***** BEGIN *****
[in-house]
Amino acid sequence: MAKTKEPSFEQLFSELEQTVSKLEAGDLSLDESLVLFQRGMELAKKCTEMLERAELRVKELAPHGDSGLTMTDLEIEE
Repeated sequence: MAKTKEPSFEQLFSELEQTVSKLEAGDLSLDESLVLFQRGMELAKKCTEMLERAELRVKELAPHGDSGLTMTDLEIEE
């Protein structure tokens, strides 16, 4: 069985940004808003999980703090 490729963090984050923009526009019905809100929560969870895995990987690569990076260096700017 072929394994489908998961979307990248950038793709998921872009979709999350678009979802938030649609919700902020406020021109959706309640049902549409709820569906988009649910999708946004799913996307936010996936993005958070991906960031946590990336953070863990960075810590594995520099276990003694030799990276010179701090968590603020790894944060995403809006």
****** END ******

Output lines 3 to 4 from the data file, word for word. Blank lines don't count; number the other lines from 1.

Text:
Repeated sequence: MAKTKEPSFEQLFSELEQTVSKLEAGDLSLDESLVLFQRGMELAKKCTEMLERAELRVKELAPHGDSGLTMTDLEIEE
């Protein structure tokens, strides 16, 4: 069985940004808003999980703090 490729963090984050923009526009019905809100929560969870895995990987690569990076260096700017 072929394994489908998961979307990248950038793709998921872009979709999350678009979802938030649609919700902020406020021109959706309640049902549409709820569906988009649910999708946004799913996307936010996936993005958070991906960031946590990336953070863990960075810590594995520099276990003694030799990276010179701090968590603020790894944060995403809006």